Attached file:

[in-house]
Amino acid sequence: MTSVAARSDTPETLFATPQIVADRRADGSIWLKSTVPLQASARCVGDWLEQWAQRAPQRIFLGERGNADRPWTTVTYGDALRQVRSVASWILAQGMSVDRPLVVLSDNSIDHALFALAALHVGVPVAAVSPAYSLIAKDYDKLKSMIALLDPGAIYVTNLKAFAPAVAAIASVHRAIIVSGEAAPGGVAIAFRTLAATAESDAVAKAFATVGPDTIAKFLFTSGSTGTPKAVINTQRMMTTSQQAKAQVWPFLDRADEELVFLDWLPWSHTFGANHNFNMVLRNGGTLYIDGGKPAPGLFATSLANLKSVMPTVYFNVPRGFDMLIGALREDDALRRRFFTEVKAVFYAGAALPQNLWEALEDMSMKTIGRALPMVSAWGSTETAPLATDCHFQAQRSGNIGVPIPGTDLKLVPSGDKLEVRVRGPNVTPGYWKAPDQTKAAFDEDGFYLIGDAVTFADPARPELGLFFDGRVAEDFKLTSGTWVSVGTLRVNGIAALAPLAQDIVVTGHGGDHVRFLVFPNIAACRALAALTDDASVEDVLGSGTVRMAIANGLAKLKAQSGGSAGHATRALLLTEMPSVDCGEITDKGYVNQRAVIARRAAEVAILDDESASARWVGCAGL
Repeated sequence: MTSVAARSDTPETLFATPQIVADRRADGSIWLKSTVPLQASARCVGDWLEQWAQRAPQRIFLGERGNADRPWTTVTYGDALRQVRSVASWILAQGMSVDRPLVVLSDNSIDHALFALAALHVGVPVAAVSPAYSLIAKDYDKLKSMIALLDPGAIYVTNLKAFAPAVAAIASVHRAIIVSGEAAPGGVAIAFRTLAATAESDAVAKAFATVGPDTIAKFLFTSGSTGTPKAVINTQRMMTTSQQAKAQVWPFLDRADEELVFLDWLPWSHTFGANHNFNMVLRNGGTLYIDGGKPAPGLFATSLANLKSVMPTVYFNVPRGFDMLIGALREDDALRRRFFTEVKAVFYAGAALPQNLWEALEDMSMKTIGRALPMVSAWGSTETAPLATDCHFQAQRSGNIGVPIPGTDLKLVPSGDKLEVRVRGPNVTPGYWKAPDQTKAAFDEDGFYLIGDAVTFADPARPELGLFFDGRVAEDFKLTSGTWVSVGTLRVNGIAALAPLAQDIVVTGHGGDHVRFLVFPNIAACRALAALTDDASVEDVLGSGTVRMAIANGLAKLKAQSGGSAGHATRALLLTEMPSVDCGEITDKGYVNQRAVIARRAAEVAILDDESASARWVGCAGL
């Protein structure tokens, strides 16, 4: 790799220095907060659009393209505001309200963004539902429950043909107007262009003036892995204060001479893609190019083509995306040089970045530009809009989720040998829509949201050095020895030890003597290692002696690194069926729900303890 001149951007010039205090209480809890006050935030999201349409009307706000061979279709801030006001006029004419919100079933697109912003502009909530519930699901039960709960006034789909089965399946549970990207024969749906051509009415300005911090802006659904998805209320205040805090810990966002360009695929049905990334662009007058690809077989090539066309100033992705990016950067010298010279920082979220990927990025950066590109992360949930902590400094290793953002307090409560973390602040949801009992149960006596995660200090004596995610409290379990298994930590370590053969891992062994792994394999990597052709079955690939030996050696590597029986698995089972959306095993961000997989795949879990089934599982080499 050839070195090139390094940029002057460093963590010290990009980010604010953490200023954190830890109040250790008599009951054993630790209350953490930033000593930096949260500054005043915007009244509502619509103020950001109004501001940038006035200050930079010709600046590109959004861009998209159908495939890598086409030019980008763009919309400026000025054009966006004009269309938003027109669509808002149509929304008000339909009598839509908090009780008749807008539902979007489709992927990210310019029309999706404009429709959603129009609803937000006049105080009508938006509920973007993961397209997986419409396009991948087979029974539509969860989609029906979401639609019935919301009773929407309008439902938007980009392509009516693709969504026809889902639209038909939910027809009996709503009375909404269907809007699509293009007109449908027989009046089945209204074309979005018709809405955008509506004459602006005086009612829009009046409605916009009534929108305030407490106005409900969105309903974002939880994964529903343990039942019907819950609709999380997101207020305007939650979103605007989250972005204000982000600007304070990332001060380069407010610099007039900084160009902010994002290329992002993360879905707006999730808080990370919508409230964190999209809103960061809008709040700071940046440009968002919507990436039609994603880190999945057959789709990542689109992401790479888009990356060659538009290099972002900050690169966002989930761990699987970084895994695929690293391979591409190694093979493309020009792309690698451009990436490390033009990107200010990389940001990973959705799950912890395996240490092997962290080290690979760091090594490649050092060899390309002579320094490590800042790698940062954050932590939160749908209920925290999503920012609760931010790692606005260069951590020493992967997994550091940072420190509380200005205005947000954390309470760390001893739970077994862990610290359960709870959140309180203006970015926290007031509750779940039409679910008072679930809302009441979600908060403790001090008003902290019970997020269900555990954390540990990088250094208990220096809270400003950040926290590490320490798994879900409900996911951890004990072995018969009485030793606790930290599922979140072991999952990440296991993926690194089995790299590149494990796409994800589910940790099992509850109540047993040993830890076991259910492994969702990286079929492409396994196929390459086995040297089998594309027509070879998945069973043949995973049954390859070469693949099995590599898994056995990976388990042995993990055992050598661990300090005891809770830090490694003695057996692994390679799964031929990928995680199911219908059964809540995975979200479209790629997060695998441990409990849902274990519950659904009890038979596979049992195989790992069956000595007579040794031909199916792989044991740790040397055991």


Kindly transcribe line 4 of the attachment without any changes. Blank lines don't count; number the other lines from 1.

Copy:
């Protein structure tokens, strides 16, 4: 790799220095907060659009393209505001309200963004539902429950043909107007262009003036892995204060001479893609190019083509995306040089970045530009809009989720040998829509949201050095020895030890003597290692002696690194069926729900303890 001149951007010039205090209480809890006050935030999201349409009307706000061979279709801030006001006029004419919100079933697109912003502009909530519930699901039960709960006034789909089965399946549970990207024969749906051509009415300005911090802006659904998805209320205040805090810990966002360009695929049905990334662009007058690809077989090539066309100033992705990016950067010298010279920082979220990927990025950066590109992360949930902590400094290793953002307090409560973390602040949801009992149960006596995660200090004596995610409290379990298994930590370590053969891992062994792994394999990597052709079955690939030996050696590597029986698995089972959306095993961000997989795949879990089934599982080499 050839070195090139390094940029002057460093963590010290990009980010604010953490200023954190830890109040250790008599009951054993630790209350953490930033000593930096949260500054005043915007009244509502619509103020950001109004501001940038006035200050930079010709600046590109959004861009998209159908495939890598086409030019980008763009919309400026000025054009966006004009269309938003027109669509808002149509929304008000339909009598839509908090009780008749807008539902979007489709992927990210310019029309999706404009429709959603129009609803937000006049105080009508938006509920973007993961397209997986419409396009991948087979029974539509969860989609029906979401639609019935919301009773929407309008439902938007980009392509009516693709969504026809889902639209038909939910027809009996709503009375909404269907809007699509293009007109449908027989009046089945209204074309979005018709809405955008509506004459602006005086009612829009009046409605916009009534929108305030407490106005409900969105309903974002939880994964529903343990039942019907819950609709999380997101207020305007939650979103605007989250972005204000982000600007304070990332001060380069407010610099007039900084160009902010994002290329992002993360879905707006999730808080990370919508409230964190999209809103960061809008709040700071940046440009968002919507990436039609994603880190999945057959789709990542689109992401790479888009990356060659538009290099972002900050690169966002989930761990699987970084895994695929690293391979591409190694093979493309020009792309690698451009990436490390033009990107200010990389940001990973959705799950912890395996240490092997962290080290690979760091090594490649050092060899390309002579320094490590800042790698940062954050932590939160749908209920925290999503920012609760931010790692606005260069951590020493992967997994550091940072420190509380200005205005947000954390309470760390001893739970077994862990610290359960709870959140309180203006970015926290007031509750779940039409679910008072679930809302009441979600908060403790001090008003902290019970997020269900555990954390540990990088250094208990220096809270400003950040926290590490320490798994879900409900996911951890004990072995018969009485030793606790930290599922979140072991999952990440296991993926690194089995790299590149494990796409994800589910940790099992509850109540047993040993830890076991259910492994969702990286079929492409396994196929390459086995040297089998594309027509070879998945069973043949995973049954390859070469693949099995590599898994056995990976388990042995993990055992050598661990300090005891809770830090490694003695057996692994390679799964031929990928995680199911219908059964809540995975979200479209790629997060695998441990409990849902274990519950659904009890038979596979049992195989790992069956000595007579040794031909199916792989044991740790040397055991």